Meth use producing younger, harder-to-treat heart failure patients

Widespread methamphetamine use is creating a unique form of severe heart failure, according to new research that shows these patients tend to be younger and have poor outcomes.

“This is a strikingly different type of patient,” said Dr. Isac Thomas, lead author of the study and an assistant professor at the University of California, San Diego School of Medicine. “When you talk about heart failure therapies, there are all these things that we know improve outcomes. But how does that work for patients who are addicted to drugs, have other psychiatric comorbidities, or have poor access to health care? We need a broader frame of reference.”

In the study—to be released Nov. 10 at the American Heart Association’s Scientific Sessions conference in Chicago—Thomas and his colleagues reviewed electronic health records for patients treated at UC San Diego Health between 2005 and 2016. They identified 4,470 patients with methamphetamine abuse; 20,576 patients with heart failure; and 896 patients with both meth abuse and heart failure.

Compared to the average 67-year-old heart failure patient in the study, people with heart failure who use meth were 17 years younger and predominantly male. They also were more likely to have other substance abuse or psychiatric problems, such as mood and anxiety disorders. Even though meth-using patients were younger, they had a higher five-year hospital readmission rate for heart failure.

“Usually you see a high readmission rate with older patients as they get closer to death. When you see a high readmission rate in younger patients who are methamphetamine users that equals or surpasses the rate in older patients, that’s a strong statistic,” said Dr. John R. Richards, a professor at the University of California, Davis Medical School, who was not part of this study.

“If you think about the health care costs of heart failure, we’re talking billions of dollars, and it’s increasing. It’s a true public health issue,” said Richards, who led a study published in August in The American Journal of Emergency Medicine that found a higher prevalence of heart failure among meth users compared to general emergency department patients.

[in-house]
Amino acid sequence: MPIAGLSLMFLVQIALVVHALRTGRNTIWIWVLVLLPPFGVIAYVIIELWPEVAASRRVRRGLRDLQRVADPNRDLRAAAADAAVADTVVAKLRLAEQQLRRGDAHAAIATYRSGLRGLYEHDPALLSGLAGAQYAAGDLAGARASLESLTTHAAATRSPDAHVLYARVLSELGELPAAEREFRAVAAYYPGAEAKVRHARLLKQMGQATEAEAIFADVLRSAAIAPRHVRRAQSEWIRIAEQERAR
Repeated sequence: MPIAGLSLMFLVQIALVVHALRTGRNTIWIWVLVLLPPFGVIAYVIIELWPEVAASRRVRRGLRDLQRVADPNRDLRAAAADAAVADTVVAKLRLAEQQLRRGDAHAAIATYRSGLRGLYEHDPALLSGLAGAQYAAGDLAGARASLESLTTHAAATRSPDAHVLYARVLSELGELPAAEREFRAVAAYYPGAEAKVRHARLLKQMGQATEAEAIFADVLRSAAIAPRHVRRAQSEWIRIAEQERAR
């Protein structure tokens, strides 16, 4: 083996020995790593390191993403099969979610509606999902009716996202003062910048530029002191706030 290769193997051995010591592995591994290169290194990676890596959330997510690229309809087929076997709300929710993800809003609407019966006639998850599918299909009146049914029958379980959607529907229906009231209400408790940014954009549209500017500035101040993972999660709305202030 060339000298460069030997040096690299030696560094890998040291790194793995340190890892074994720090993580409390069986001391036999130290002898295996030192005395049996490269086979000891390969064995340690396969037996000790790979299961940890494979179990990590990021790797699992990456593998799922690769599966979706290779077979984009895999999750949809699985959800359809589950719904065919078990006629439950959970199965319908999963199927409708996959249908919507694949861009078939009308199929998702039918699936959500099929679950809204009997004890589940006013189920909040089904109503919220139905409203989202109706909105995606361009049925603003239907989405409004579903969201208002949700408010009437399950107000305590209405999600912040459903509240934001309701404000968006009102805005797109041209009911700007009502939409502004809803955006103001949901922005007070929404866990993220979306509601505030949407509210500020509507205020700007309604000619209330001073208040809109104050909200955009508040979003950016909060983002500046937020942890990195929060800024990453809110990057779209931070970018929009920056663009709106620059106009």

While the new study looked specifically at methamphetamine, Richards said that cocaine and heroin abuse can cause a similar type of heart failure.

Methamphetamine is a highly addictive stimulant that affects the central nervous system. In 2015, nearly 900,000 people age 12 and older used meth, according to the U.S. Substance Abuse and Mental Health Services Administration. Chronic use can cause heart muscle to become enlarged, thick or rigid, making it harder for the heart to pump blood.

In the new study, researchers found that methamphetamine abuse among patients treated at UC San Diego Health increased from 154 diagnoses in 2005-2006 to 3,077 in 2015-2016. During that same period, diagnoses of meth-related heart failure also increased, from 92 to 261.

The good news is, other studies suggest that if meth users with heart failure go through a treatment program and stop using the drug, depending on the amount of inflammation and scarring, there is the potential to reverse some of the heart damage. The challenge, said Thomas and Richards, is for doctors to identify these patients, because they can mistrust health care providers and don’t always disclose drug use.

“It’s easy as a cardiologist to stick to what (you) know, which is the treatment of heart failure. But we’re not getting a handle on addiction,” which can impact outcomes, Thomas said. “We need to reframe the way we take care of patients,” including connecting them to a combination of psychiatric, addiction and rehab treatment, and social services along with traditional heart failure therapies.

Thomas was an author of a study released at last year’s Scientific Sessions conference showing heart failure associated with meth use quadrupled in a decade among U.S. veterans treated by the San Diego Veterans Administration Medical Center.

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